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Vol. 56. Issue 8.
Pages 540-541 (August 2020)
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Vol. 56. Issue 8.
Pages 540-541 (August 2020)
Letter to the Editor
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Reply to “Impact of Using a Novel Gastric Feeding Tube Adaptor on Patient's Comfort and Air Leaks During Non-invasive Mechanical Ventilation”
Réplica a “Impacto del uso de un innovador adaptador para la sonda de alimentación gástrica en la comodidad y las fugas de aire durante la ventilación mecánica no invasiva”
Oscar Ivan Quinteroa,
Corresponding author
, Paola Andrea Chavarrob,c, Gustavo Adolfo Ospina Tascónc,d
a Centro de Investigaciones Clínicas, Fundación Valle del Lili, Carrera 98 # 18-49, Cali, Colombia
b Facultad de Salud, Escuela de Rehabilitación Humana, Universidad del Valle, Calle 4B # 36-00, Cali, Colombia
c Department of Intensive Care Medicine, Fundación Valle del Lili, Carrera 98 # 18-49, Cali, Colombia
d Universidad Icesi, Facultad de Ciencias de la Salud, Cali, Colombia
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Dear Editor,

We would like to thank Dr. Úbeda et al., for being interested on our manuscript.1 All patients requiring non-invasive mechanical ventilation and having in place one or more naso- or oro-enteric tube(s) were consecutively included over a period of 16-month, unless contraindications for non-invasive ventilation were present.1 A total of 1258 patients required invasive mechanical ventilation during the study period, while 516 were subjected for at least one run of NIMV. From these last patients, 196 met the inclusion criteria and consequently, they were subjected to the study intervention consisting of conventional NIVM (C-NIMV) run for 60min followed by other 60min of NIMV using the tube adaptor (TA-NIMV) (or in the inverse order), maintaining a “washout period” of at least 4h between runs.1 No patients fulfilling the inclusion criteria were excluded, so our results are well adjusted to the reality. Order to start with conventional or tube-adapter NIVM was alternatively assigned in a 1:1 relationship according to the inclusion sequence until the sample was completed. Although sequential assignments might introduce bias, NIMV was provided by all the group of physiotherapists according to patient requirements, thus preventing researchers from choosing an order favoring one or other intervention. In addition, such sequential change in the order to start with C- or TA-NIMV should prevent that one intervention was selected as more comfortable.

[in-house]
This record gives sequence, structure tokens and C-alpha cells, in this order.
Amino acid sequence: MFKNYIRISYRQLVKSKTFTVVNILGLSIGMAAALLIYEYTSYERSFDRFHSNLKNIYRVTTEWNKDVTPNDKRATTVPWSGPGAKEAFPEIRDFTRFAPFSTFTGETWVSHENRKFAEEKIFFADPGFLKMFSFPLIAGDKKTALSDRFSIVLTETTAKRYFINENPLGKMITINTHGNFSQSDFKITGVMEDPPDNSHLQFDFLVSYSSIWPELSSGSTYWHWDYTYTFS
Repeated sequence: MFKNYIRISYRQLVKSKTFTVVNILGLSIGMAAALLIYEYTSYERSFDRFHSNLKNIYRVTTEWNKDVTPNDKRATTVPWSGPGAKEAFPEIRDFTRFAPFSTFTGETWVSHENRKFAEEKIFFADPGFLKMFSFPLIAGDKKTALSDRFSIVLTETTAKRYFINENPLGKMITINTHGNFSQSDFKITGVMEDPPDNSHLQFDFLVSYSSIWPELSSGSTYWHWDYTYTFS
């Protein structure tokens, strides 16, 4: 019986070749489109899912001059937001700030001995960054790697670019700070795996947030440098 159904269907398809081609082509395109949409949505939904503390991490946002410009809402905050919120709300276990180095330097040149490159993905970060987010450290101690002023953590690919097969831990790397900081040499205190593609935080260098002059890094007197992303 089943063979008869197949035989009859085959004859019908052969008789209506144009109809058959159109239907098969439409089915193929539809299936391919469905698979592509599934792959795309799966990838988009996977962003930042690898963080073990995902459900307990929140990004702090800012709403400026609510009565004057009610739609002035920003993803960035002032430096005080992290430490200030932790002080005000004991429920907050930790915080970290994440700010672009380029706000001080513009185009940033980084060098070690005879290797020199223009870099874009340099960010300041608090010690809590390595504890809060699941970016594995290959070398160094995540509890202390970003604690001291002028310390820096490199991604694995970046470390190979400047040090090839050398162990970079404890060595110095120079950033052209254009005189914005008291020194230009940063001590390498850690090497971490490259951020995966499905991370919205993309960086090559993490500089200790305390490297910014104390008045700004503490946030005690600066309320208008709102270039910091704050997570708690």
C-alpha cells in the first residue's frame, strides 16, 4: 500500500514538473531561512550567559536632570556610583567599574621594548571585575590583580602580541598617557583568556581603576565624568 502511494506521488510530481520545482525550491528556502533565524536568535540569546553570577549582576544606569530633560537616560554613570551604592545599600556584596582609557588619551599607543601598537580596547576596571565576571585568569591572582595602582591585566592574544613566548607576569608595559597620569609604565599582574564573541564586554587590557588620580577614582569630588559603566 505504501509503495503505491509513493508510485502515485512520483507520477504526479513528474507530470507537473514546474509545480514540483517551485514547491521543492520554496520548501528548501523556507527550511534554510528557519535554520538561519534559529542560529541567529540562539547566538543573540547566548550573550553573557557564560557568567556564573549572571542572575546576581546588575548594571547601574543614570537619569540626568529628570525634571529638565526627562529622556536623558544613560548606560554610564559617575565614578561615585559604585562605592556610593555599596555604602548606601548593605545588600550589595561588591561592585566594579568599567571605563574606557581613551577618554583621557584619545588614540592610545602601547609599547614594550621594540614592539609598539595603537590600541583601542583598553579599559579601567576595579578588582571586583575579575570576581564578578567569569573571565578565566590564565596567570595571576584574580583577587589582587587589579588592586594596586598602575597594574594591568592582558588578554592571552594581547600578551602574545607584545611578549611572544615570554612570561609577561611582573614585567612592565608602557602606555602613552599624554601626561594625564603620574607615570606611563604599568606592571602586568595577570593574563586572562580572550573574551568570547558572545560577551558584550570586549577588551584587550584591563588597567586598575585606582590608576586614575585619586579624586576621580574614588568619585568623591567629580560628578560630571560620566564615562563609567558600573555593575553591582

Dr. Úbeda et al. are also concerned for the problems derived from using a visual analog scale to evaluate the comfort provided by the tube-adapter device during NIMV. It is highly possible that measurements provided by this type of scales are skewed toward the neutral values. Nevertheless, the significant difference observed between C- and TA-NIVM reinforces the message about the ability of the tube adapter to improve the patient's comfort during a NIMV run, since the inherent characteristics of visual analog scales could even underestimate its potential role.